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The other aspect of this App would be a platform to allow community partnerships to form that nurses can tap into to better meet their patient’s needs or wishes.  Such as a local book store providing materials to set up a reading group of the latest release of a favorite author.  

We are ever so grateful to these wonderfully amazing people for taking time out of an incredibly long day to share their knowledge and insights with us.  And they blew us away with their thoughtfulness and kindness by thanking us for thinking of them and recognizing how important their contributions are.   

Make sure to check the updates on the different ideas and to give feedback to the teams. Thursday we will meet again to keep iterating and prototyping!

Tiger Buchman, Member of the NYC OpenIDEO Chapter

Prototyping Pop-Up Session at NYC OpenIDEO Chapter (June 23rd, 2016)

I got to our pop-up prototyping session scheduled to be held at a mid-town office space a little early to help set up the session for the evening. A pile comprised of Barbie dolls, fabrics, magic markers, sticky pads, and every item imaginable you would find in a kindergarten crafts bin filled a long conference table.

The evening of pop-up prototyping session was about to begin.

For the next 90 minutes, NYC Open Ideo chapter members and friends created a series of innovative prototypes addressing end-of-life experience for patients and caretakers.


Death is such an unsettling topic. So how might we re-imagine the end-of-ones' life and create a positive and delightful experience for all who are involved in the process? With this challenge in mind, Lee Kim (Pop-up session facilitator) and about twenty designer thinkers of the OpenIDEO NYC chapter worked hard to create with the following prototypes: The Emotional Clock, Rainbow Reward Program, Super Hero Kit, Caroling Digital Platform and the Mood Master.

The Emotional Clock prototype created by group members Thao-Nguyen Le  and Kaiyi. The wearable prototype was crafted from pipe cleaners and paper plates. The clock is divided into six segments that list emotions: joy, sadness, disgust, anger, fear and ask me. The emotional clock has two dials; the longer dial indicates the user’s primary feeling whereas the shorter hand reflects their secondary emotion. The user would modify the dial to indicate how they are feeling at the moment. Since the users’ (patient and caretakers) emotions are publicly displayed, it lends itself to conversations about how they are all feeling thus building connectedness.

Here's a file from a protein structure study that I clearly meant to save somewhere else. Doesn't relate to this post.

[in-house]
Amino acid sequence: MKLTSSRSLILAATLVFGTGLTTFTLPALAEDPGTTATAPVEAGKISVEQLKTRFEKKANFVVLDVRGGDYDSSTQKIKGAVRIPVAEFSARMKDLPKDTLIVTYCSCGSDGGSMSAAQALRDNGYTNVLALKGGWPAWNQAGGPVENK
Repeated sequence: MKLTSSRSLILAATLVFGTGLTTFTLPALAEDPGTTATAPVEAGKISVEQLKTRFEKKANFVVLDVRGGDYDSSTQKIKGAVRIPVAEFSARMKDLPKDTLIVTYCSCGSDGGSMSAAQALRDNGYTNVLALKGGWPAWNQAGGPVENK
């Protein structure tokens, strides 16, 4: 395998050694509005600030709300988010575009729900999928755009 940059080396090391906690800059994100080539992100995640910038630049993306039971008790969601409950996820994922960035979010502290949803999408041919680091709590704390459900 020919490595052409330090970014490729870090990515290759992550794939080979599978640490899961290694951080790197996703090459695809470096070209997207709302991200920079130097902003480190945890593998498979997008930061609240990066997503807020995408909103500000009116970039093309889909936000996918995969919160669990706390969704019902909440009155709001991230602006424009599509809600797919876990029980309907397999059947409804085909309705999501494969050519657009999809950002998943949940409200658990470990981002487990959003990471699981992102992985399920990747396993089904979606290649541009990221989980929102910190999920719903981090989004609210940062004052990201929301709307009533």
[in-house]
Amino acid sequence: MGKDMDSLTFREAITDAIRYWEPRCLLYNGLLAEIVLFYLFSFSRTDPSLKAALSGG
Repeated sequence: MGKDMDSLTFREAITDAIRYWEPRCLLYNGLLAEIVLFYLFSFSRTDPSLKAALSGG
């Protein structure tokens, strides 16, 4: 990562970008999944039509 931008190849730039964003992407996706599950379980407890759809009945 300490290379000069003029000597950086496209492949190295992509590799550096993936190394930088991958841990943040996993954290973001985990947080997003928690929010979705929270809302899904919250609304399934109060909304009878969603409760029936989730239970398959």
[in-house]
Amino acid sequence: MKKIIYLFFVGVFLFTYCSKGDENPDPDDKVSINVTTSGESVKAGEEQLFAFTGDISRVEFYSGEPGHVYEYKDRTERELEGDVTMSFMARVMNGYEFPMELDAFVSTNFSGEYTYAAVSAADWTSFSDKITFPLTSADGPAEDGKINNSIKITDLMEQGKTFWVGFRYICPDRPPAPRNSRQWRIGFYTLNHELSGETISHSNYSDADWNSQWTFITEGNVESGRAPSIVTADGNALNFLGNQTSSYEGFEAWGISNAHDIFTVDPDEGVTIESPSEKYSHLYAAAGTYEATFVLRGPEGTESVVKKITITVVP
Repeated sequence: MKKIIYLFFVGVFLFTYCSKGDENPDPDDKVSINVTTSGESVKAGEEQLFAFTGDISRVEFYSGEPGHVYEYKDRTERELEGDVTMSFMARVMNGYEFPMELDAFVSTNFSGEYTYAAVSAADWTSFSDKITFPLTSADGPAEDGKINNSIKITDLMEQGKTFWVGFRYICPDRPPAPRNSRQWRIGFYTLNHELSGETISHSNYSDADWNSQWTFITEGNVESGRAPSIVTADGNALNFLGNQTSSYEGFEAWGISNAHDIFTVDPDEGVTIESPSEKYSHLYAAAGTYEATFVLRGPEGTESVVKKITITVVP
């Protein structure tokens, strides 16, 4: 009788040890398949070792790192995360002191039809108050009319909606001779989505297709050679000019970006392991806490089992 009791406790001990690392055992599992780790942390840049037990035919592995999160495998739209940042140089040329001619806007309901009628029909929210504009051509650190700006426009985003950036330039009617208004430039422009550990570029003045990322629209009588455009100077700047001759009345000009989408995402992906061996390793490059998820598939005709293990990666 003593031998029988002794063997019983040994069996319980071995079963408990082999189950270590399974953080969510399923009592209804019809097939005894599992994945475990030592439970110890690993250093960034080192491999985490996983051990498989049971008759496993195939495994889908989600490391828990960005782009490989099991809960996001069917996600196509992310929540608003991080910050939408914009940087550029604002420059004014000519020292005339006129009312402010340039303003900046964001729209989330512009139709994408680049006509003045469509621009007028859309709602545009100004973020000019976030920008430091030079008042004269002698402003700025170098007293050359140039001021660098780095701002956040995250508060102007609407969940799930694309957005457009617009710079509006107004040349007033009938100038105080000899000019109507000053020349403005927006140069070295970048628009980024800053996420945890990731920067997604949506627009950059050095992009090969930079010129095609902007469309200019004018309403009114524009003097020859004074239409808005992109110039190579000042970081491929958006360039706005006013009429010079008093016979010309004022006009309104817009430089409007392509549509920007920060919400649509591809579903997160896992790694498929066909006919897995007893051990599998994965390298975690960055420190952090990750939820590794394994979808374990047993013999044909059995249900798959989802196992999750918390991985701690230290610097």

Team members -Jocelyn and others - formed The Rainbow Reward Program that is geared toward pediatric patients. It praises the bravery of children who are going through harsh medical treatments. As a celebratory prize, the caretaker provides a piece the rainbow when a child successfully complete their treatment. When a patient collects seven pieces, they can request a wish that will be administered by a caretakers. By providing an environment for caretakers and pediatric patients to participate in the Rainbow Reward Program we are building relationship between both parties and create a community where people can share their feelings.

The Superhero Kit, like the Emotional Clock, is a wearable device. It will be provided by caretakers to pediatric patients to engage in fun and creative activities. The prototype was fashioned by the following group members: Carson, Luti, Rolando, and Lorain. When a patient is exhibiting sign of distress, the caretaker surprises them by sporting a superhero cape kit. The Superhero Kit contains two capes and art supplies. The capes can be adorned, drawn or written on. The caretaker wears the capes and prompts the child to express what they are feeling visually on the cape. The young patient also has a cape of their own and the caretaker taker now can also express their feelings.

Sing me a song starts from the time a patient is admitted to the hospice unit. When a patient is admitted, caretakers ask what his/her favorite songs are. The data is collected then housed in the Caroling Digital Platform. Through the element of surprise, the caretakers band together and sing a song for the patient (based on the data of his/her favorite tune). This group of design thinkers utilized music as a device that bridges gaps, conjures memories and evoke positive emotions.

 The Mood Master is a program constructed by team members-Asha , Davendra , Ding , Stan, and Page- to help medical practitioners to recharge emotionally through power of community. The participants embellish a pin board with a colored post-its to represent their mood. Vulnerability Director assesses the mood-board and determines the morale of staff and reports the findings to the Mood Master. Once a week, a Mood Master is appointed to facilitate conversation among staff so they could share their feelings. Collectively, the Mood Master and medical staff come to solutions to their challenges.

Overall, OpenIDEO NYC chapter prototyping pop-up session's core ideas were inspired by: a palliative hospice nurse who has been in nursing for 9 years, the director of Pediatric Palliative care at a children's hospital in NYC and a pediatrician who works with teens at Juvenile Justice Center.

We intend to put these ideas into testing and create solutions that will shift the paradigm of the end-of-life experience as sad and unwelcoming time to a delightful and rejuvenating experience for all.  

By Lorain Hamilton, Graphic and Illustration